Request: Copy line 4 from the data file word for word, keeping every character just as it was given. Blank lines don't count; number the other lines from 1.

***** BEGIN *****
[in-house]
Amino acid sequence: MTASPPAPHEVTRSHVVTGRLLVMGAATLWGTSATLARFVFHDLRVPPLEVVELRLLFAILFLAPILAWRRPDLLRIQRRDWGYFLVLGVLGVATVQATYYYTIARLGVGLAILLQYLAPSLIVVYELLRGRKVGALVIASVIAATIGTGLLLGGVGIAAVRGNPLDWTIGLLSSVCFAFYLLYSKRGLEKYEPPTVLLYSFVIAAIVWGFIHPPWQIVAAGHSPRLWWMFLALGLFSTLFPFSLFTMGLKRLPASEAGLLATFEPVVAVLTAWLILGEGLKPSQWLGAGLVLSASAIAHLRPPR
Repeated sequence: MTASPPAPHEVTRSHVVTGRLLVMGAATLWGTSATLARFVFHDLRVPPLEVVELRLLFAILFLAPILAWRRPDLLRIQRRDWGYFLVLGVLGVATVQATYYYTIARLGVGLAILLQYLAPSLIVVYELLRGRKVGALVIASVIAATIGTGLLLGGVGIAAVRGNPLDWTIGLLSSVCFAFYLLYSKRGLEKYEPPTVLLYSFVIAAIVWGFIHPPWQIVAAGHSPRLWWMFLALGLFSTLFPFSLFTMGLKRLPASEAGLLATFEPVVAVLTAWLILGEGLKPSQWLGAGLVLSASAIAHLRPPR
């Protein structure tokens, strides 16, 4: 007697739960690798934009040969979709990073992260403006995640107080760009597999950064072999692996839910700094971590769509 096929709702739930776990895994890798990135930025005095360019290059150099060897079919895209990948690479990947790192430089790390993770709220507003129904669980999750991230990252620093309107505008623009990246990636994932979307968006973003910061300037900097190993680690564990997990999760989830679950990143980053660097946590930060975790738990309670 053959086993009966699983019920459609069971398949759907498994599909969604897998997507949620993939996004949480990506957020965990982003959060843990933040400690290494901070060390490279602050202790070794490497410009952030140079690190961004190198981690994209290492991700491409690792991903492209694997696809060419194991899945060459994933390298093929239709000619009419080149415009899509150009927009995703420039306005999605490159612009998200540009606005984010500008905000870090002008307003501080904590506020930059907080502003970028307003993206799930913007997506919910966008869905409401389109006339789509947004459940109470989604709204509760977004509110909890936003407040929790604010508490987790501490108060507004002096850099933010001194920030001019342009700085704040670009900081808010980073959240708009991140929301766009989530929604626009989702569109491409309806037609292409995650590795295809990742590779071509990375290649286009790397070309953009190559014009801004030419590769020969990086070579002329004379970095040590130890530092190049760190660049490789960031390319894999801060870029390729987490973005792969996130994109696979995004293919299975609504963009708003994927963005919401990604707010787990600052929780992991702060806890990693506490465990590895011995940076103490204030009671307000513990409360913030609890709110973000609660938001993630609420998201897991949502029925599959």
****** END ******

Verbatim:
């Protein structure tokens, strides 16, 4: 007697739960690798934009040969979709990073992260403006995640107080760009597999950064072999692996839910700094971590769509 096929709702739930776990895994890798990135930025005095360019290059150099060897079919895209990948690479990947790192430089790390993770709220507003129904669980999750991230990252620093309107505008623009990246990636994932979307968006973003910061300037900097190993680690564990997990999760989830679950990143980053660097946590930060975790738990309670 053959086993009966699983019920459609069971398949759907498994599909969604897998997507949620993939996004949480990506957020965990982003959060843990933040400690290494901070060390490279602050202790070794490497410009952030140079690190961004190198981690994209290492991700491409690792991903492209694997696809060419194991899945060459994933390298093929239709000619009419080149415009899509150009927009995703420039306005999605490159612009998200540009606005984010500008905000870090002008307003501080904590506020930059907080502003970028307003993206799930913007997506919910966008869905409401389109006339789509947004459940109470989604709204509760977004509110909890936003407040929790604010508490987790501490108060507004002096850099933010001194920030001019342009700085704040670009900081808010980073959240708009991140929301766009989530929604626009989702569109491409309806037609292409995650590795295809990742590779071509990375290649286009790397070309953009190559014009801004030419590769020969990086070579002329004379970095040590130890530092190049760190660049490789960031390319894999801060870029390729987490973005792969996130994109696979995004293919299975609504963009708003994927963005919401990604707010787990600052929780992991702060806890990693506490465990590895011995940076103490204030009671307000513990409360913030609890709110973000609660938001993630609420998201897991949502029925599959």